The Mordecai Historic Preservation Committee
TAKE THE SURVEY: https://tinyurl.com/mordecaihpc
Our next step is to ask the RHDC for an architectural survey of the Mordecai Place neighborhood. Please note: this will not cost homeowners anything. The City of Raleigh pays all survey costs and will share the results with Mordecai homeowners. The survey explores:
What is the architectural history of Mordecai Place?
What kinds of historic homes and structures does it contain?
How many still remain?
Survey results may inform MHPC's recommendations for possible historic preservation options, but undertaking the survey does not commit the neighborhood to any specific plan, now or in the future.
If you have questions or would like to help, please contact Maggie Fyfe and Med Byrd at email@example.com.
Committee Mission Statement:
Based on concerns expressed by neighbors, MHPC is exploring city tools for making redevelopment in Mordecai more balanced and predictable. MHPC will channel neighborhood feedback about options to preserve the interests of property owners and maintain shared aspects of the community’s natural and built environment.
Mordecai Place Neighborhood Plan:
In the early 1990’s, the Mordecai Neighborhood decided it wanted to participate in a city supported neighborhood planning process. In early 1994, the Raleigh City Council appointed 12 residents to a Mordecai Neighborhood Planning Task Force. Input was gathered from CAC residents at monthly CAC meetings as well as from “special” community meetings. From start to finish, the planning process took approximately nine months, culminating with approval of the Neighborhood Plan by City Council in September 1994.
The Mordecai Neighborhood Plan established the framework for the CAC seeking and obtaining two Neighborhood Conservation Overlay Districts (NCOD), a rezoning of part of the CAC from R-10 to Special R-6, and a listing of part of the CAC in the National Register of Historic Places. Considerable work has been done on a variety of other issues identified in the Neighborhood Plan, including pedestrian and vehicular traffic concerns. View the PDF document and maps here.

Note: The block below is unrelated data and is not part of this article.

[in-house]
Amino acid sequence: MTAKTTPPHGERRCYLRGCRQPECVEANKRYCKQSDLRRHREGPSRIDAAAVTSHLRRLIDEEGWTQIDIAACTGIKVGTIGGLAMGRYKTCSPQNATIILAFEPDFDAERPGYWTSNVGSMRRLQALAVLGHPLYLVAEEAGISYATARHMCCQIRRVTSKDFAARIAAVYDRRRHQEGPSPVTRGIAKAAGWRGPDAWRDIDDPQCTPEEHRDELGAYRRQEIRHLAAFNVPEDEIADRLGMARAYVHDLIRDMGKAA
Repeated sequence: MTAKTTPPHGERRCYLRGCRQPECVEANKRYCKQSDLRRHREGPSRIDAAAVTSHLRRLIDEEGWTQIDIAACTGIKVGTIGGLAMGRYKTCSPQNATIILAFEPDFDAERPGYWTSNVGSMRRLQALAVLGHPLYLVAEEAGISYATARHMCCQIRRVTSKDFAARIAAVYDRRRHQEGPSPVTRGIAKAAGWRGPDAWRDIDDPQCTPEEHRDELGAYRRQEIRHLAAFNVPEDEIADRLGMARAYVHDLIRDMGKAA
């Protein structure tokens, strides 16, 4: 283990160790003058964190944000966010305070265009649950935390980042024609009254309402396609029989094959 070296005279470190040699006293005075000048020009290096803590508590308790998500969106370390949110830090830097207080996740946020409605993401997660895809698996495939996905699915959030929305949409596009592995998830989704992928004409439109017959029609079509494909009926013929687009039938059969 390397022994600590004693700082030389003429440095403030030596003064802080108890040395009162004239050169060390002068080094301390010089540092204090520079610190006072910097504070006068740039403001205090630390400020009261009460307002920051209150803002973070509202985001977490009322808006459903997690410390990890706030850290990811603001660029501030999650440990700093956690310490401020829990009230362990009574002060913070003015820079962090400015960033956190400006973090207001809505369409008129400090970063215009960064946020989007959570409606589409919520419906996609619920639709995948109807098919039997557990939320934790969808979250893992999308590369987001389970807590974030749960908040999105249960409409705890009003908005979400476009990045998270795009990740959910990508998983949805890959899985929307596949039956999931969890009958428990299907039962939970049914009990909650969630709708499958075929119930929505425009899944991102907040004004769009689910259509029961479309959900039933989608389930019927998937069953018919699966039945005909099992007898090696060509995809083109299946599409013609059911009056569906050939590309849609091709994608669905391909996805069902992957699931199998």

Mordecai Place Historic District
Mordecai Place, like Raleigh's other early twentieth-century suburbs, occupies land that had been part of an antebellum plantation. The original plantation house, built in the eighteenth century and heavily altered in the Greek Revival style around 1824, survives and is open to the public as a house museum at Mordecai Historic Park. The early suburb that developed on sold and subdivided plantation land features a rich variety of the architectural styles popular in the first decades of the twentieth century, including the prolific Colonial Revival houses and Craftsman bungalows as well as the romantic revival styles like Tudor Revival, Dutch Colonial Revival, Spanish Mission Revival, and Italian Renaissance Revival. There are also a few examples of a more typically rural vernacular style, the two-story, side-gabled dwelling known as an I-house. Towards the middle of the twentieth century, smaller Cape Cods and Minimal Traditional houses were built.
The neighborhood's most impressive houses, naturally, stand on large parcels nearest the grand Mordecai House. These are large Colonial Revival and Georgian houses with brick exteriors and were likely architect-designed. Bungalows are the most common house type in the neighborhood, and many feature the Craftsman detailing so strongly associated with the house type.
In 1997, the Mordecai Place was designated as a National Register of Historic Places neighborhood.
National Historic Registry documents and maps: https://www.rhdc.org/mordecai-place-historic-district-3
Neighborhood Conservation Overlay Districts (NCODs) are generally limited to lot size, front setback and heights. This is the NCOD for Mordecai according to the UDO:
b.Conservation District 2 (east of Wake Forest Road, south of Cedar Street and portions of Courtland Drive - see Mordecai Plan boundaries)
Raleigh Historic Districts
Designation of historic neighborhoods or communities as local historic districts is a successful tool for maintaining a quality of life and providing economic security. Preservation has been proven to stabilize property values and stimulate new investment in older neighborhoods.
A Raleigh Historic District is a distinctive area, a place of singular historical flavor characterized by its streets and squares, buildings and trees, architectural design and landscape features. It may be monumental or simple, residential or commercial. There are currently eight local historic districts in Raleigh: Blount Street, Boylan Heights, Capitol Square, Moore Square, Oakwood, Prince Hall, Glenwood-Brooklyn, and Oberlin Village.
Mordecai Place is not currently a Raleigh Historic District. To learn more about the different types of local historic districts and HODs visit this page: https://www.rhdc.org/preservation-services/local-historic-landmark-and-district-designation